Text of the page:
Clearly none of this evidence was worth more than a glance, so the inspector turned his attention to the fact that Pidgeon had never spent more than 18 months at any of his previous seven schools, for which the Department of Education mostly paid his transfer costs. 'Now such an office is expensive to our Department,' lamented the inspector, 'and by such frequent changes he cannot be rendering his best services to the State.' While perhaps true the same could be said of literally hundreds of teachers throughout New South Wales who did not stay for long periods at schools and no one took any exception to their frequent moves. The Department decided that blame for fires at Celeys Creek and Jerangle could not be laid at any particular person's door, but on the off-chance that Pidgeon was responsible for them, it kept him at Jerangle for another year, just so that he did not get his way by burning down schools.

Percival finally left Jerangle in August 1906 to take up the position of teacher at Tallagandra, just north of the Capital Territory border, where he stayed for nearly four years. The Tallagandra school was severly damaged by fire five years after he left, in 1915, but it would be grossly unfair to suggest that Pidgeon had anything to do with this!

His next posting was to the nearby school at Sutton. Pidgeo took up duties there in June 1910. He enlisted in May 1916 in the Medical Corps and served on the Western Front, returning to Australia in March 1919, and resuming his post at Sutton in June 1919. Pidgeon also served in the Boer War, as a Trooper with 'A' Squadron of the NSW Mounted Rifles.

Four years later on 31 March 1923, the Sutton school and residence was completely destroyed by fire. As the following report in the Queanbeyan Age reveals, Pidgeon and his family were on holiday in Goulburn at the time, and suffered the severe loss of all their household and personal possessions. Nevertheless, Pidgeon now had the solemn duty of reporting to the Department for the fourth time, that the school he was in charge of had been destroyed by fire!

"Fire at Sutton

First-class Constable Thornton, of Gundaroo has reported to Mr. Coroner Gale that the public school and teacher's residence at Sutton were totally destroyed by fire last Saturday morning. The teacher, Mr. Pidgeon, was with his family in Goulburn on his holidays at the time, and prior to his departure on the 29th ultimo, left everything safe and all the premises locked up. At about 2.30 a.m. on Saturday Mrs. Murphy, a resident of Sutton, and others in the neighbour hood, heard what was thought to be a motor car roaring, but as the noise continued for some time without getting nearer, Mrs. Murphy got out of bed and saw that the school and teacher's residence were on fire. She at once gave the alarm, and roused her son Francis, who got up and ran to the scene of the fire.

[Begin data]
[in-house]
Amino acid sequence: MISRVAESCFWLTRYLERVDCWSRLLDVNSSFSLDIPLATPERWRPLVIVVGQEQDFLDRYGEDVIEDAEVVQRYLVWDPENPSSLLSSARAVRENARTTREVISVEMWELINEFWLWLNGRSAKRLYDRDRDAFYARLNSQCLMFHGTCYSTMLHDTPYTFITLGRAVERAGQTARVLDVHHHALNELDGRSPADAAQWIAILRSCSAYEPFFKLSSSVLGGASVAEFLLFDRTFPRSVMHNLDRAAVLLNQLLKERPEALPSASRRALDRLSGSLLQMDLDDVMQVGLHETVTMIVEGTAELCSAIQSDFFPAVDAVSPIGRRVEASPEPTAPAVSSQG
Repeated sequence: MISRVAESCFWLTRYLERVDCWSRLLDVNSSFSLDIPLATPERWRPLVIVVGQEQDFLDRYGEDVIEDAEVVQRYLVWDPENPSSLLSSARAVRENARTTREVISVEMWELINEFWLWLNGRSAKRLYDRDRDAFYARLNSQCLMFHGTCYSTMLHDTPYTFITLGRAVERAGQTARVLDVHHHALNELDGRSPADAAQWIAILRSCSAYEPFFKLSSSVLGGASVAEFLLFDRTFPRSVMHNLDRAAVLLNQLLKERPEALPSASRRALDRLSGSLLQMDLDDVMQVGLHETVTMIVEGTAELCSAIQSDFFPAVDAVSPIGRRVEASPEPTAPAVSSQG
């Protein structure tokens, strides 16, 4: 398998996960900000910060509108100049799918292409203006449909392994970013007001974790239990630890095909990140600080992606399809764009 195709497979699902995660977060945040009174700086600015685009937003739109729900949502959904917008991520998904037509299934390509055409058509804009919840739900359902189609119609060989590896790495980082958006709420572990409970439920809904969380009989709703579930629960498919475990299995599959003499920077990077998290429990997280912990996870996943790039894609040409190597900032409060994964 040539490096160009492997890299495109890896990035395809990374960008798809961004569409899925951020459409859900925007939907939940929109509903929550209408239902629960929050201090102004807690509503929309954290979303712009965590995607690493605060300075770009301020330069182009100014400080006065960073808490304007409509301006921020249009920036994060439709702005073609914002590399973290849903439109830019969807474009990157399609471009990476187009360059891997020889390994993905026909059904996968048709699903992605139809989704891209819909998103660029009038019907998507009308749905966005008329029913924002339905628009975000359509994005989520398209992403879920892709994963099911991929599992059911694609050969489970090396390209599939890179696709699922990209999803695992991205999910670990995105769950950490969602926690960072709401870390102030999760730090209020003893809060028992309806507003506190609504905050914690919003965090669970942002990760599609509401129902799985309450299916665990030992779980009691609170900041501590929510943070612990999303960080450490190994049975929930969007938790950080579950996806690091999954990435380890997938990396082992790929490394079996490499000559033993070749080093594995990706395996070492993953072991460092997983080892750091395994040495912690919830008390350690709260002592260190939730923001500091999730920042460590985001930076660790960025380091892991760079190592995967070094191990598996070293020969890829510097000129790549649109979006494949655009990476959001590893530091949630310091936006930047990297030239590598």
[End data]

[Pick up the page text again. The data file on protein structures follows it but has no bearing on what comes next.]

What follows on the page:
He met William Smith on his way, who also had been aroused by the unusual noise. They arrived on the scene together ,and saw that the buildings were well alight. There was no other person about the fire when they arrived and finding that they could not do any good with the main dwelling, they went round the back to the kitchen, which by this time was well ablaze as was also the laundry which was just catching alight from the front buildings. They broke open the back door and saved a few articles from the bathroom and laundry, but could not enter the kitchen, which was by this time well ablaze. Murphy and Smith are of the opinion that the fire originated in one of the front rooms of the main dwelling house, and on the south-western side, as the building seemed to be nearly burnt out when they arrived there.

So far the origin of the fire seems to be a complete mystery. It is ascertained that the furniture and other effects in the dwelling house were insured for £400; but it is not yet known whether the buildings, which were the property of the Department of Public Instruction, were insured. The Coroner proposes holding an inquest into the mystery at an early date.

Our Sutton correspondent writes:-

The school and residence, which were attached, were of weather board and erected some forty years ago. Some additions of the same material had been added much more recently, and, being sheltered with trees, was an ideal home and one of the beauty spots of the district. Widespread sympathy is felt for Mr. and Mrs. Pidgeon in their great loss. Apart from their beautiful furniture, plate, etc., there were testimonials and marks of esteem which had been presented to both, and these together with souvenirs which Mr. Pidgeon had brought from other lands, and other things which cannot be replaced, were absolutely destroyed. The loss will be keenly felt by the district, as the pupils having no school to attend for any length of time, would certainly forget much of their learning. However, arrangements will probably be made for the Sutton Hall to temporarily bridge that difficulty".

[Queanbeyan Age, Friday 6 April 1923]

Percival Pidgeon's career (work in progress)

Williams Creek school 3/1896 - 7/1897
Enlisted - Boer War?
Mangain school (?) - 1900
Spring Valley school 5/1902 - 7/1903
Currawarna school 1900 - 1904
Celeys Ck/Jerangle 10/1904 - 8/1906
Tallagandra school 8/1906 - 6/1910
Sutton school 6/1910 - 6/1916
Enlisted - Western Front
Sutton school 6/1919 - 8/1923